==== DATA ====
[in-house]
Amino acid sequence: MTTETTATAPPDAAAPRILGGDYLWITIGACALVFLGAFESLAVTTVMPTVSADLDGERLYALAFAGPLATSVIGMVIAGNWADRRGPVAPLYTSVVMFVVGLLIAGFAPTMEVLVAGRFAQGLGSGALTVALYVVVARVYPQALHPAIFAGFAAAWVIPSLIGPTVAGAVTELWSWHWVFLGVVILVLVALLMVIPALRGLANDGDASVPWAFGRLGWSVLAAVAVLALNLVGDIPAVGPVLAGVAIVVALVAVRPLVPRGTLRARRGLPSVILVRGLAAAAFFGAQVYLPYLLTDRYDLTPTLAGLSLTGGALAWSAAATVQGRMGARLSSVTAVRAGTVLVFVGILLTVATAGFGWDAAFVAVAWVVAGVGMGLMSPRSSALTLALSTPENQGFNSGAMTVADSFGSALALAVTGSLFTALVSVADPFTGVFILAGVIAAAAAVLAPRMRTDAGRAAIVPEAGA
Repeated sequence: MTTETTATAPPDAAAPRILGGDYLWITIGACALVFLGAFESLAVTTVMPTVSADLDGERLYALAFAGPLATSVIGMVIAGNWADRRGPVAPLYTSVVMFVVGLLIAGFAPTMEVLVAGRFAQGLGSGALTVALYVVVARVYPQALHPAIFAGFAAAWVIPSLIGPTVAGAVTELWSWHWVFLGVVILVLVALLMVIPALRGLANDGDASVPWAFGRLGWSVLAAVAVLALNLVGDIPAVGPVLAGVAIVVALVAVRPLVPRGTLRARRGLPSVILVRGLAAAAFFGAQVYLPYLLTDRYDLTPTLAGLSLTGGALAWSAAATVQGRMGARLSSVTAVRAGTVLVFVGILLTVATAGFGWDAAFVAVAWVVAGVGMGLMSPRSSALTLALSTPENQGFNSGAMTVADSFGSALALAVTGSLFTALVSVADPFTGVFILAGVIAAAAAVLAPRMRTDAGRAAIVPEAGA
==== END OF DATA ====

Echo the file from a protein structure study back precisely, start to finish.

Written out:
[in-house]
Amino acid sequence: MTTETTATAPPDAAAPRILGGDYLWITIGACALVFLGAFESLAVTTVMPTVSADLDGERLYALAFAGPLATSVIGMVIAGNWADRRGPVAPLYTSVVMFVVGLLIAGFAPTMEVLVAGRFAQGLGSGALTVALYVVVARVYPQALHPAIFAGFAAAWVIPSLIGPTVAGAVTELWSWHWVFLGVVILVLVALLMVIPALRGLANDGDASVPWAFGRLGWSVLAAVAVLALNLVGDIPAVGPVLAGVAIVVALVAVRPLVPRGTLRARRGLPSVILVRGLAAAAFFGAQVYLPYLLTDRYDLTPTLAGLSLTGGALAWSAAATVQGRMGARLSSVTAVRAGTVLVFVGILLTVATAGFGWDAAFVAVAWVVAGVGMGLMSPRSSALTLALSTPENQGFNSGAMTVADSFGSALALAVTGSLFTALVSVADPFTGVFILAGVIAAAAAVLAPRMRTDAGRAAIVPEAGA
Repeated sequence: MTTETTATAPPDAAAPRILGGDYLWITIGACALVFLGAFESLAVTTVMPTVSADLDGERLYALAFAGPLATSVIGMVIAGNWADRRGPVAPLYTSVVMFVVGLLIAGFAPTMEVLVAGRFAQGLGSGALTVALYVVVARVYPQALHPAIFAGFAAAWVIPSLIGPTVAGAVTELWSWHWVFLGVVILVLVALLMVIPALRGLANDGDASVPWAFGRLGWSVLAAVAVLALNLVGDIPAVGPVLAGVAIVVALVAVRPLVPRGTLRARRGLPSVILVRGLAAAAFFGAQVYLPYLLTDRYDLTPTLAGLSLTGGALAWSAAATVQGRMGARLSSVTAVRAGTVLVFVGILLTVATAGFGWDAAFVAVAWVVAGVGMGLMSPRSSALTLALSTPENQGFNSGAMTVADSFGSALALAVTGSLFTALVSVADPFTGVFILAGVIAAAAAVLAPRMRTDAGRAAIVPEAGA